Young and upcoming bands (maybe the next big thing?) need as many venues as possible to play for music lovers of all ages. Seattle is recognized internationally for its musical and artistic talent. That recognition is sustained by the cultural and economic vitality our music community contributes to our city.

While a city-funded venue sounds like a wonderful idea, it is not realistic considering post I-695 economics. As witnessed by the current boom in all ages concerts, the solution lies in reducing regulation and letting the free enterprise system prevail.



LA story

Having just walked into my LA apartment after a three-month stint in Seattle, I was somewhat perplexed by Jackie McCarthy's "I love LA" diatribe ["So long, suckers," 4/6] in which she outlined her reasons for abandoning Seattle for the sewer-strewn streets of LA. As a longtime Los Angeles resident who is finally packing it in, I would not want to be held responsible for bursting Jackie's bubble (in LA, the mantra is "what's that got to do with me?"). Nevertheless, I feel it's my duty to clarify some of the more flagrant inaccuracies contained in her farewell.

On the issue of Seattle traffic being comparable to LA traffic: I don't know what part of LA Jackie has been driving through, but my five-mile commute via surface streets takes me a whopping 40 minutes. The traffic in LA is not simply bad, it is unbearable; the LA City Council has decided that since only poor people and immigrants ride buses here, there is little need to waste the hard-earned money of far more important people on anything as frivolous as a functional public transportation system (of course, those important people do find it tiresome when their maids are unable to arrive in a punctual manner).

As for the displays of "fairly reasonable" LA citizenry Jackie mentions, this infectious joie de vivre she cites as being a refreshing change from all those depressed Seattleites was on display this morning at the market as I watched a petulant, well-dressed man scream at an untrained, underpaid, ill-treated, semilegal immigrant behind the check-out counter because they didn't have his favorite "nondairy fat-free organic creamer."

With over 22 percent of LA residents now living below the poverty line, it's no mystery why LA (like Mexico, Brazil, and East Timor) remains affordable to people like Jackie as the distance between the Haves and the Have-nots has grown to such grotesque proportions that the Haves have the luxury of paying Third World wages and prices to the Have-Nots while collecting First World salaries themselves (alas, what's that got to do with me?).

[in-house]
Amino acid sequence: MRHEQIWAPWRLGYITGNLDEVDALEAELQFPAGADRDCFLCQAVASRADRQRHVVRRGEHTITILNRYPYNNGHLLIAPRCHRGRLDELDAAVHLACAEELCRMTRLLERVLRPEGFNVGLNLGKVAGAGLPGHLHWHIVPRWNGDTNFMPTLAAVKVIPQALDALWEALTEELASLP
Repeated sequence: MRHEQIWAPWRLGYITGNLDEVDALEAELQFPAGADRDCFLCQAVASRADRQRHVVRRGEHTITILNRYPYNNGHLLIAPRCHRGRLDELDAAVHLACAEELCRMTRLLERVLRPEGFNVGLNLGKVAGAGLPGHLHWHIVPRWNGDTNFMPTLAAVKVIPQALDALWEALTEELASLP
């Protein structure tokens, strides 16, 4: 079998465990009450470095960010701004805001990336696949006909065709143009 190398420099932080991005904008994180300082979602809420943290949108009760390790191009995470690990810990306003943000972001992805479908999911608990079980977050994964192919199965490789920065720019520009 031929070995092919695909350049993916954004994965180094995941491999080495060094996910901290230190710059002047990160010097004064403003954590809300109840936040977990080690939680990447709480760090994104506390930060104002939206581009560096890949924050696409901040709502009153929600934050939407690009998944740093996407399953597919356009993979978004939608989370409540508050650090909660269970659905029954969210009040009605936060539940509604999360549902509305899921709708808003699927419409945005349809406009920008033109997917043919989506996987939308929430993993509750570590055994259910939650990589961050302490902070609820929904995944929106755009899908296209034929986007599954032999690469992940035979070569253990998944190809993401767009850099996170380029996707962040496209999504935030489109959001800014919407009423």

Perhaps my 10 year stint in LA has left me cynical, but it's hard to understand why Jackie believes that a cheaper manicure and the ability to practice downward facing dog next to the latest Hollywood bimbo enhances the quality of her life. However, since these are some of the life essentials that Jackie cites in defense of her move to LA, I am most relieved to report that she will find Los Angeles to be everything she's looking for in a city. As for those overcaffeinated Seattleites who failed to provide Jackie with proper entertainment value for sustainable living (enough with the goddamn global fair trade discussions, eh, Jackie?), perhaps they should view her departure as a selfless act of community service.



Letters, letters, letters, how we love letters. We love them so much that we may edit them for length and legal considerations. Also we might call you (neat!), so send your name and daytime telephone number. Letters Editor, Seattle Weekly, 1008 Western Avenue, Suite 300, Seattle, WA 98104; fax to 206-467-4377; or e-mail to letters@seattleweekly.com